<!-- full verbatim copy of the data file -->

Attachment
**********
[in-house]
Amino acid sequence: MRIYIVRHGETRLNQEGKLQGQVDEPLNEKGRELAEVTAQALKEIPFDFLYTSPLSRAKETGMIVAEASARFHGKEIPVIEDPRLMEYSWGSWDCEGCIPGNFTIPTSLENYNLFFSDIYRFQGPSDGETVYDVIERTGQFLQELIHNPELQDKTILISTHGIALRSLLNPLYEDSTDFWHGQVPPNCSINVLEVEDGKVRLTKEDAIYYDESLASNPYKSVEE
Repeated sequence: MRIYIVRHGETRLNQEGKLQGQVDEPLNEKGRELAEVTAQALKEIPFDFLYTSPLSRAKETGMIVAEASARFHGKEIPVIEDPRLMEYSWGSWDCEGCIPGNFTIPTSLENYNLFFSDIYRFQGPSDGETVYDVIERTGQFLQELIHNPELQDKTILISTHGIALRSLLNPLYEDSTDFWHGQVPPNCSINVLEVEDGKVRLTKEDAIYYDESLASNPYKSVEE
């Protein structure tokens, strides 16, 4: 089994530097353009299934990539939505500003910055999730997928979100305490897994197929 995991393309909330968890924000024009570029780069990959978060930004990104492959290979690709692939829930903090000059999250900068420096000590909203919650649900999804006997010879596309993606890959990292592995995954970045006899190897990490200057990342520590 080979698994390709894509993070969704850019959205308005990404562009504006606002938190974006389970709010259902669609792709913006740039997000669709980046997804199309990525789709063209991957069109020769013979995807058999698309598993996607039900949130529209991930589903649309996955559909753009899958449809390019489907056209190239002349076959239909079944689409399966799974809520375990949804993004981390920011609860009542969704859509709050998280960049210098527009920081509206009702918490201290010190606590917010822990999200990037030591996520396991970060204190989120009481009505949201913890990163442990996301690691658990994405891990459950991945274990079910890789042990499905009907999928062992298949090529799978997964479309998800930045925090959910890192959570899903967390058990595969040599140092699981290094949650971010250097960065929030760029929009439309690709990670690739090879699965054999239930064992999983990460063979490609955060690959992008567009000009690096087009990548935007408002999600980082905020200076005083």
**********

[in-house]
Amino acid sequence: MRIYIVRHGETRLNQEGKLQGQVDEPLNEKGRELAEVTAQALKEIPFDFLYTSPLSRAKETGMIVAEASARFHGKEIPVIEDPRLMEYSWGSWDCEGCIPGNFTIPTSLENYNLFFSDIYRFQGPSDGETVYDVIERTGQFLQELIHNPELQDKTILISTHGIALRSLLNPLYEDSTDFWHGQVPPNCSINVLEVEDGKVRLTKEDAIYYDESLASNPYKSVEE
Repeated sequence: MRIYIVRHGETRLNQEGKLQGQVDEPLNEKGRELAEVTAQALKEIPFDFLYTSPLSRAKETGMIVAEASARFHGKEIPVIEDPRLMEYSWGSWDCEGCIPGNFTIPTSLENYNLFFSDIYRFQGPSDGETVYDVIERTGQFLQELIHNPELQDKTILISTHGIALRSLLNPLYEDSTDFWHGQVPPNCSINVLEVEDGKVRLTKEDAIYYDESLASNPYKSVEE
């Protein structure tokens, strides 16, 4: 089994530097353009299934990539939505500003910055999730997928979100305490897994197929 995991393309909330968890924000024009570029780069990959978060930004990104492959290979690709692939829930903090000059999250900068420096000590909203919650649900999804006997010879596309993606890959990292592995995954970045006899190897990490200057990342520590 080979698994390709894509993070969704850019959205308005990404562009504006606002938190974006389970709010259902669609792709913006740039997000669709980046997804199309990525789709063209991957069109020769013979995807058999698309598993996607039900949130529209991930589903649309996955559909753009899958449809390019489907056209190239002349076959239909079944689409399966799974809520375990949804993004981390920011609860009542969704859509709050998280960049210098527009920081509206009702918490201290010190606590917010822990999200990037030591996520396991970060204190989120009481009505949201913890990163442990996301690691658990994405891990459950991945274990079910890789042990499905009907999928062992298949090529799978997964479309998800930045925090959910890192959570899903967390058990595969040599140092699981290094949650971010250097960065929030760029929009439309690709990670690739090879699965054999239930064992999983990460063979490609955060690959992008567009000009690096087009990548935007408002999600980082905020200076005083």